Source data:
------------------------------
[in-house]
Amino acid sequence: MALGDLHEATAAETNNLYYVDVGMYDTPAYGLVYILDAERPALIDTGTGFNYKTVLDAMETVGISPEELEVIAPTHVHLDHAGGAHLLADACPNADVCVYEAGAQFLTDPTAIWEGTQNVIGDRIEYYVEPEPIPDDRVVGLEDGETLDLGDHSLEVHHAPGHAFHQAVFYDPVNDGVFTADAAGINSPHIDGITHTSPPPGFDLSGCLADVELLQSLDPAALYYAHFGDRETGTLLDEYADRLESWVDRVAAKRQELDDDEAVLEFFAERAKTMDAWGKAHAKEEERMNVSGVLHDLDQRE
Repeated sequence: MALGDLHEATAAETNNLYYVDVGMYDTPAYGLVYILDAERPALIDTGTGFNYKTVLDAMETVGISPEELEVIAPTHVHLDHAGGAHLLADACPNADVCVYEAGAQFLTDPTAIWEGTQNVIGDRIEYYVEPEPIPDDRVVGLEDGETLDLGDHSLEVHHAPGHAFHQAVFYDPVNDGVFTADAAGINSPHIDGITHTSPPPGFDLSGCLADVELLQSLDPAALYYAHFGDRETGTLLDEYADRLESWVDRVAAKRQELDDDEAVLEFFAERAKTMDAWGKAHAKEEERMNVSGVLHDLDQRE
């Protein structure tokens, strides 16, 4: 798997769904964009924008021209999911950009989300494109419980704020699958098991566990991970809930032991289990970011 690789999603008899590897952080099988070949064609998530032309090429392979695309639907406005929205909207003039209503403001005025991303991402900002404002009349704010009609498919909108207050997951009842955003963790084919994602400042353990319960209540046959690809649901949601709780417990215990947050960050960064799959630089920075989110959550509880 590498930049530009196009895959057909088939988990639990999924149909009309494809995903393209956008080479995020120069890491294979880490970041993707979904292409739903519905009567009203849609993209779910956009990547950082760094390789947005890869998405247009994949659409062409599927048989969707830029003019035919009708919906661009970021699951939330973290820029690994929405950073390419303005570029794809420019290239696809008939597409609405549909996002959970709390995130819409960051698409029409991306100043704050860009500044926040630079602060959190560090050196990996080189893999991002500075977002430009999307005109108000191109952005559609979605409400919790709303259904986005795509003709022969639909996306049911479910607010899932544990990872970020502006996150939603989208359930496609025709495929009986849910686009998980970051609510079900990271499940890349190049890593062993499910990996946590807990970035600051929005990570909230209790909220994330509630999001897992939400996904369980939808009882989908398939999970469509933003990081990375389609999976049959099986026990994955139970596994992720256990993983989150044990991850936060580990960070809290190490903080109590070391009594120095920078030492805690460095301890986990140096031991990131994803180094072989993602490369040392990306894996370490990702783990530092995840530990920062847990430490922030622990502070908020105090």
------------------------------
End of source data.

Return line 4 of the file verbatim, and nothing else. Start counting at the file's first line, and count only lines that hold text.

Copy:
């Protein structure tokens, strides 16, 4: 798997769904964009924008021209999911950009989300494109419980704020699958098991566990991970809930032991289990970011 690789999603008899590897952080099988070949064609998530032309090429392979695309639907406005929205909207003039209503403001005025991303991402900002404002009349704010009609498919909108207050997951009842955003963790084919994602400042353990319960209540046959690809649901949601709780417990215990947050960050960064799959630089920075989110959550509880 590498930049530009196009895959057909088939988990639990999924149909009309494809995903393209956008080479995020120069890491294979880490970041993707979904292409739903519905009567009203849609993209779910956009990547950082760094390789947005890869998405247009994949659409062409599927048989969707830029003019035919009708919906661009970021699951939330973290820029690994929405950073390419303005570029794809420019290239696809008939597409609405549909996002959970709390995130819409960051698409029409991306100043704050860009500044926040630079602060959190560090050196990996080189893999991002500075977002430009999307005109108000191109952005559609979605409400919790709303259904986005795509003709022969639909996306049911479910607010899932544990990872970020502006996150939603989208359930496609025709495929009986849910686009998980970051609510079900990271499940890349190049890593062993499910990996946590807990970035600051929005990570909230209790909220994330509630999001897992939400996904369980939808009882989908398939999970469509933003990081990375389609999976049959099986026990994955139970596994992720256990993983989150044990991850936060580990960070809290190490903080109590070391009594120095920078030492805690460095301890986990140096031991990131994803180094072989993602490369040392990306894996370490990702783990530092995840530990920062847990430490922030622990502070908020105090």